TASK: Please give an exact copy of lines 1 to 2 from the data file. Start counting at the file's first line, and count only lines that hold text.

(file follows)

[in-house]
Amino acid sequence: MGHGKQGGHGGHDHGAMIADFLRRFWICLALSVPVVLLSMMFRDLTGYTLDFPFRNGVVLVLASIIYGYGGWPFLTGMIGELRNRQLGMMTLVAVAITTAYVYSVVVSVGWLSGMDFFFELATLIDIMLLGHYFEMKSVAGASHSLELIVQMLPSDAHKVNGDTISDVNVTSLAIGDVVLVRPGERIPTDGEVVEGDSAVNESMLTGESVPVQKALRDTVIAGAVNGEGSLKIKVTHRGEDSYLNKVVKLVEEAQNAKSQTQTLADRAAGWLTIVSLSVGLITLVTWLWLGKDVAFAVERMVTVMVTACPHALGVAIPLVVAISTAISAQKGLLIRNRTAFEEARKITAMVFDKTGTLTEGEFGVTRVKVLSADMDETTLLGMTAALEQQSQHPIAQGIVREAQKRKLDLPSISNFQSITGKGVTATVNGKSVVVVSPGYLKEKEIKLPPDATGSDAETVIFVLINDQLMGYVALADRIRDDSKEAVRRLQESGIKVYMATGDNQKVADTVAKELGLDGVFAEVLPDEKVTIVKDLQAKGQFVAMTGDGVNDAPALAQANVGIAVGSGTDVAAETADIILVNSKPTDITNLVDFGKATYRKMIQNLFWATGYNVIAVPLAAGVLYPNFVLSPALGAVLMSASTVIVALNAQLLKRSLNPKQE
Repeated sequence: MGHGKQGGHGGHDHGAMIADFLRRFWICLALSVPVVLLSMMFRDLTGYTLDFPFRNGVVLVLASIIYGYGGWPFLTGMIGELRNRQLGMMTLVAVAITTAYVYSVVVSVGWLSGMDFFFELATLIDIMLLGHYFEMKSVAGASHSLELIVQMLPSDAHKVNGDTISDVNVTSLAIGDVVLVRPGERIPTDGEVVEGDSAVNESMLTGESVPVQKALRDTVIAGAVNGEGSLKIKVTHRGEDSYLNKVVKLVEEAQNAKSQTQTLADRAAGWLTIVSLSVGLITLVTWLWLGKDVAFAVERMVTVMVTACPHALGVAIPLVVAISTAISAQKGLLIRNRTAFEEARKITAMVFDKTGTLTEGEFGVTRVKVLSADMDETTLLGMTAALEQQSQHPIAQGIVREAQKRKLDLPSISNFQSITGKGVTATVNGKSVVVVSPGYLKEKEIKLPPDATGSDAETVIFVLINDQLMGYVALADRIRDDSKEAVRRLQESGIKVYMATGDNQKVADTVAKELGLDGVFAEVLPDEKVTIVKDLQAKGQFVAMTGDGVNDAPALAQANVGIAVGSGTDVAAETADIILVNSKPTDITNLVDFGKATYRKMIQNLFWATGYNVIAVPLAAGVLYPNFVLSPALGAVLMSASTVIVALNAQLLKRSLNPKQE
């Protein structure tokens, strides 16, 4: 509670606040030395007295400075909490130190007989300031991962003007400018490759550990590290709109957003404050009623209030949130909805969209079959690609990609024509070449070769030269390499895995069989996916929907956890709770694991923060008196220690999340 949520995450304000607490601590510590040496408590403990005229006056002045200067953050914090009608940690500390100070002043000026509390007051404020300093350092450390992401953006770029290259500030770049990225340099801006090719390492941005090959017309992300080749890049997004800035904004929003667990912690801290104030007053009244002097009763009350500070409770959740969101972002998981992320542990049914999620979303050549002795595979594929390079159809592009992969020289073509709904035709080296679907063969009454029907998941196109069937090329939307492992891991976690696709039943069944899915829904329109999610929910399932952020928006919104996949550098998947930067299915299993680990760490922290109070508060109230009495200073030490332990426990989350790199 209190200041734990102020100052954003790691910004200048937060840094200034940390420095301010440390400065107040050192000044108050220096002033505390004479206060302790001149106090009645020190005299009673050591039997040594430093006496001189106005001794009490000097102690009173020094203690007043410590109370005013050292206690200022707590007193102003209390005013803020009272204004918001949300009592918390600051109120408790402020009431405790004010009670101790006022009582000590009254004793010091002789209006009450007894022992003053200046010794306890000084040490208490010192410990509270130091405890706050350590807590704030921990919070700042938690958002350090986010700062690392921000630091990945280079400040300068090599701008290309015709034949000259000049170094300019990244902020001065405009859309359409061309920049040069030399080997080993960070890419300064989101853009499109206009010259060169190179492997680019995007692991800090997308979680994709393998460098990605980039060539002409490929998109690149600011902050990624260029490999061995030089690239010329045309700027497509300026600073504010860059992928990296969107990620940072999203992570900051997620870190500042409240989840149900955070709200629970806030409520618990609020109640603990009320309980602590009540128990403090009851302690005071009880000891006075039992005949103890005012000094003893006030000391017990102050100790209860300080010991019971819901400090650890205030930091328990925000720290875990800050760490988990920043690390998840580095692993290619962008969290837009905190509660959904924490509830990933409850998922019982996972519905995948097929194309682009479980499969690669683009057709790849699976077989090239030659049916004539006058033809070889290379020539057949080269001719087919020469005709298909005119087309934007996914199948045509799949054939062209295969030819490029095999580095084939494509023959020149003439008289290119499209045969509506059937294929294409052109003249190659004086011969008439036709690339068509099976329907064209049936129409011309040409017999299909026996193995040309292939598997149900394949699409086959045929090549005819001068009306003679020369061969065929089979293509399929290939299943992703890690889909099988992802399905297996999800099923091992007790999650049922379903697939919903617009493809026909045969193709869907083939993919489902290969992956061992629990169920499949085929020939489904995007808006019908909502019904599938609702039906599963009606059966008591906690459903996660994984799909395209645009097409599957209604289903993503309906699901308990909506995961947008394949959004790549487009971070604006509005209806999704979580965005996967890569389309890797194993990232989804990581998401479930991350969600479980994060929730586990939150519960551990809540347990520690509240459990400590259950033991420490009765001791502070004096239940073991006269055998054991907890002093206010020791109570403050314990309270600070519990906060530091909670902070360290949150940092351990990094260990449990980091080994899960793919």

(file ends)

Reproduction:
[in-house]
Amino acid sequence: MGHGKQGGHGGHDHGAMIADFLRRFWICLALSVPVVLLSMMFRDLTGYTLDFPFRNGVVLVLASIIYGYGGWPFLTGMIGELRNRQLGMMTLVAVAITTAYVYSVVVSVGWLSGMDFFFELATLIDIMLLGHYFEMKSVAGASHSLELIVQMLPSDAHKVNGDTISDVNVTSLAIGDVVLVRPGERIPTDGEVVEGDSAVNESMLTGESVPVQKALRDTVIAGAVNGEGSLKIKVTHRGEDSYLNKVVKLVEEAQNAKSQTQTLADRAAGWLTIVSLSVGLITLVTWLWLGKDVAFAVERMVTVMVTACPHALGVAIPLVVAISTAISAQKGLLIRNRTAFEEARKITAMVFDKTGTLTEGEFGVTRVKVLSADMDETTLLGMTAALEQQSQHPIAQGIVREAQKRKLDLPSISNFQSITGKGVTATVNGKSVVVVSPGYLKEKEIKLPPDATGSDAETVIFVLINDQLMGYVALADRIRDDSKEAVRRLQESGIKVYMATGDNQKVADTVAKELGLDGVFAEVLPDEKVTIVKDLQAKGQFVAMTGDGVNDAPALAQANVGIAVGSGTDVAAETADIILVNSKPTDITNLVDFGKATYRKMIQNLFWATGYNVIAVPLAAGVLYPNFVLSPALGAVLMSASTVIVALNAQLLKRSLNPKQE